|Photo Ken Hill
|The Cycad Pages
- Cycas macrocarpa Griff., "Not. Pl. Asiat. 4: 11-14, pl. 362, fig. 2" (1854).
- "TYPE: Malaysia, between Ayer Pannas and Tabong, Griffith, East India Company Herbarium no. 6361 (holo K)."
From the Greek makros, large, and karpos, fruit.
|Photo Ken Hill
C. macrocarpa was described by William Griffith (1810--1845),
a British colonial physician with the East India Company, and
later botanist and superintendent of the Calcutta Botanic Gardens.
He noted that the specimen was collected by Dutchman J.B. Westerhout,
Assistant Resident of Malacca, in September 1842. Griffith did
not publish his notes and drawings while living, and his work
was bequeathed to the East India Company. It was compiled by John
McLelland and published by the colonial government of Bengal in
Calcutta in 1854, and included an illustration Griffith made while
at the Calcutta Botanic Gardens. Although there was nothing to
indicate that the illustration belonged to the description of
C. macrocarpa, the compiler added a note to suggest that
this may be the case, and it clearly matches the description and
the specimen at Kew.
This publication was fully technically correct, but it was
ignored by all contemporaneous and subsequent cycad students.
Foremost student of the Cycadales of that era, F.A.W. Miquel,
overlooked the publication of the name C. macrocarpa until
1868, where he briefly mentioned it as a species unknown to him
and doubtfully distinct. Alphonse de Candolle and his father collated,
partly wrote and published a complete account of the known flora
of the world over the period 1824--1876. He treated the cycads
in 1868, including the name C. macrocarpa as a doubtful
species, and noting that it was not known to him. In the Kew herbarium,
the specimens collected by Westerhout were labelled C. rumphii
and left at that. Hooker and Jackson in 1893 placed C. macrocarpa
into the synonymy of C. rumphii in `Index Kewensis', a
monumental publication endeavouring to list all published plant
names and synonymies from the time of Linnaeus until 1885. There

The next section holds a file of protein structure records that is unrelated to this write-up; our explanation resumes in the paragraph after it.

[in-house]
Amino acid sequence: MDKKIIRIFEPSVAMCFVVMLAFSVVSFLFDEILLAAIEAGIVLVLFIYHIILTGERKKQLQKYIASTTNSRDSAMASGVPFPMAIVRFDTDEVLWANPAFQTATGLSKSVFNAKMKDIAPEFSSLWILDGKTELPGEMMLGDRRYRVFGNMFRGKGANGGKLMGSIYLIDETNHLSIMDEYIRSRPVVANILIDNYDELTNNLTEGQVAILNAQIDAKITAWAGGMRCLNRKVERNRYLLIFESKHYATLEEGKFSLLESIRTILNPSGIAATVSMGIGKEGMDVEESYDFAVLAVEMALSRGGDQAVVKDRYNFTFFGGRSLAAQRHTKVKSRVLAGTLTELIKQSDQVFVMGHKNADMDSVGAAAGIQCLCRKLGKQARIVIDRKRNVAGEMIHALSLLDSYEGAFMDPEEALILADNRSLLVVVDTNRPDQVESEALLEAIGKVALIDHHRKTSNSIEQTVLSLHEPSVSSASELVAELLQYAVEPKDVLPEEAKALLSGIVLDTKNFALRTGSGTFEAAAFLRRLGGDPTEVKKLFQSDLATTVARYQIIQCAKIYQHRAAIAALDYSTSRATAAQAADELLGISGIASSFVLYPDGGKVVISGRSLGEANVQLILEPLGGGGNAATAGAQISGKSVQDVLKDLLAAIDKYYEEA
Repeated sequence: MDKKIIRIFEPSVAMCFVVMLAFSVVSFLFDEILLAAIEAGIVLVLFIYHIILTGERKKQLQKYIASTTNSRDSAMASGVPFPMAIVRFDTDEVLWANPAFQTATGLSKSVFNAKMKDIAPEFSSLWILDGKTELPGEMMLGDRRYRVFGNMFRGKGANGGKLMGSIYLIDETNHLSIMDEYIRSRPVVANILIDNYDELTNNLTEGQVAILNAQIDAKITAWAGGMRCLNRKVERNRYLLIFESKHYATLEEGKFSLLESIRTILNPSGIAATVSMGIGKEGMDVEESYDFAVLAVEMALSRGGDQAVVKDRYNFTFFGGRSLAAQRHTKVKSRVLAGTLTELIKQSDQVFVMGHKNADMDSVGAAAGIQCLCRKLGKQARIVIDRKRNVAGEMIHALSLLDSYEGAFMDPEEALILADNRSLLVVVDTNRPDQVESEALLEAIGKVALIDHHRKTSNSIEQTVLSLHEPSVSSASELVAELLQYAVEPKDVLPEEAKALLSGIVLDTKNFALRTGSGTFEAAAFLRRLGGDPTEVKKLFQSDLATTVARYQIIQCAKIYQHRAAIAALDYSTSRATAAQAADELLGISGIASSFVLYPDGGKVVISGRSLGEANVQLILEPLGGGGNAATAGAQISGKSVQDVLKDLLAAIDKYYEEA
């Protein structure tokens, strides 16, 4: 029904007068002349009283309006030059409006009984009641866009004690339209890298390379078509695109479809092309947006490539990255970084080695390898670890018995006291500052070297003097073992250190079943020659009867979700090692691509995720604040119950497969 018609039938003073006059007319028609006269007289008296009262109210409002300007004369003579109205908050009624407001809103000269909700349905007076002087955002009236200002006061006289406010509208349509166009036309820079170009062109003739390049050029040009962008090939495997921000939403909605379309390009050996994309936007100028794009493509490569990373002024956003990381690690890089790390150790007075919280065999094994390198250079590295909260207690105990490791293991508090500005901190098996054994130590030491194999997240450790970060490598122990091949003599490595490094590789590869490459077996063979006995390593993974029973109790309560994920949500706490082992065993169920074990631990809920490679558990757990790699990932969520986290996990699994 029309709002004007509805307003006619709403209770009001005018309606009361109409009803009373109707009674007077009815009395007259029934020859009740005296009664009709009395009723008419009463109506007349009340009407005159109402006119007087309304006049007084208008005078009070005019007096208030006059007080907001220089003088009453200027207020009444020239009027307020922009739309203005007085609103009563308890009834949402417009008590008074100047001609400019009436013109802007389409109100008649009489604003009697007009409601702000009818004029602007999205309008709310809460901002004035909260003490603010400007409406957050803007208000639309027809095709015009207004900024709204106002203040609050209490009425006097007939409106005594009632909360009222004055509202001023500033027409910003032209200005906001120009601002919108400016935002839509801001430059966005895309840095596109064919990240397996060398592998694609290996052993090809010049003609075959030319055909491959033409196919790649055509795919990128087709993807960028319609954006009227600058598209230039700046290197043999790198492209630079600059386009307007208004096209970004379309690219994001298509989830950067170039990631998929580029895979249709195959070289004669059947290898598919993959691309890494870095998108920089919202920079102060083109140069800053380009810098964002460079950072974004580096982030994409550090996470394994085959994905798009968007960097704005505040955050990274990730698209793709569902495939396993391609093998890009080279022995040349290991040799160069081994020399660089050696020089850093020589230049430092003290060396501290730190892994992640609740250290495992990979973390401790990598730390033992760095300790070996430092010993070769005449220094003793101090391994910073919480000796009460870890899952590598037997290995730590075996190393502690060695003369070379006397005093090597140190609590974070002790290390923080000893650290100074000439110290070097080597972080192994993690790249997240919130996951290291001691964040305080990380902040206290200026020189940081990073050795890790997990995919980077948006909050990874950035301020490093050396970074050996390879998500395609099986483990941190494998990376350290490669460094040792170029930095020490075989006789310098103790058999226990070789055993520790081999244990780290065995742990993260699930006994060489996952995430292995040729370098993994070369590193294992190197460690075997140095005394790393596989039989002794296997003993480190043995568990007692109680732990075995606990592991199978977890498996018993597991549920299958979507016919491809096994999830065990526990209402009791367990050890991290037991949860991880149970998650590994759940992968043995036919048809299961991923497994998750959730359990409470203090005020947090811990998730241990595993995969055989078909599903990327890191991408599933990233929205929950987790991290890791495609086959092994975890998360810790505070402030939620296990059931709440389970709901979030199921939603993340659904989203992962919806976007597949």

it has remained until now.
Although apparently fairly common in the ridge forests of southern
Thailand and Peninsular Malaysia, C. macrocarpa has been
rarely collected. Henry Ridley (director of Singapore Botanic
Gardens, 1901--1912) published the Flora of the Malay Peninsula
between 1922 and 1925, in which he noted `hill forest forms of
C. rumphii may be different'. Tem Smitinand later recognised
the presence of 2 distinct taxa in southern Thailand in his treatment
of Cycas for the Flora of Thailand. He correctly treated one as C.
rumphii, but wrongly applied the name C. circinalis
to the plants we now know to be C. macrocarpa. A photograph
in habitat was published in `Nature Malaysiana' as C. sp. Taman
Negara (vol. 17, p. 47, 1992).
Distinguished by the long, pungent, narrowly triangular cataphylls with
thick, woolly, rusty red-brown indumentum, the distinctly blue
new growth. Leaflets are
dark green when mature, narrow-based (2--4 mm wide at the base),
with a narrow, raised, green midrib above.
Distribution and habitat:
These cycads originally occurred in primary closed forest (rainforest),
on well-drained, often sloping, deep sandy clay-loam soils, and
are said to still occur on the less disturbed ridges in southern
Thailand and northern Malaysia.
This species has suffered extensive habitat reduction that is ongoing,
and must be regarded as vulnerable
Red List status VU A2c.
|Photo Willie Tang
|Photo Ken Hill
Stems arborescent, to 12 m tall.
Leaves deep green, highly glossy, 220-320 cm long, flat (not keeled) in section (opposing leaflets inserted at 180° on rachis), with 160-220 leaflets, orange to brown, tomentum shedding as leaf expands; rachis usually terminated by paired leaflets. Petiole 40-70 cm long (15-25% of total leaf), petiole glabrous, spinescent for 80-100% of length. Basal leaflets not gradually reducing to spines, 150-250 mm long.
Median leaflets simple, strongly discolorous, 240-450 mm long, 12-18 mm wide, inserted at 60-85° to rachis, decurrent for 5-12 mm, narrowed to 3-4 mm at base (to 15-30% of maximum width), 15-35 mm apart on rachis; median leaflets section flat; margins flat to slightly recurved; apex acute, not spinescent; midrib raised above, raised below.
Cataphylls linear, pungent, pilose, 70-170 mm long, persistent.
Pollen cones ovoid, orange, 16-22 cm long, 9-12 cm diam.; microsporophyll lamina firm, not dorsiventrally thickened, 24-50 mm long, 14-20 mm wide, fertile zone 18-44 mm long, sterile apex 5-6 mm long, level, apical spine prominent to rudimentary, sharply upturned, 9-28 mm long.
Megasporophylls 10-33 cm long, brown-tomentose; ovules 2-4, glabrous; lamina lanceolate, 50-100 mm long, 17-45 mm wide, shallowly pectinate, with 10-22 pungent lateral spines 5-18 mm long, 1-2.5 mm wide, apical spine distinct from lateral spines, 17-60 mm long, 2-7 mm wide at base.
Seeds oblong, 45-65 mm long, 35-45 mm wide; sarcotesta yellow, not pruinose or slightly pruinose, 3-5 mm thick; fibrous layer present; sclerotesta smooth. Spongy endocarp absent.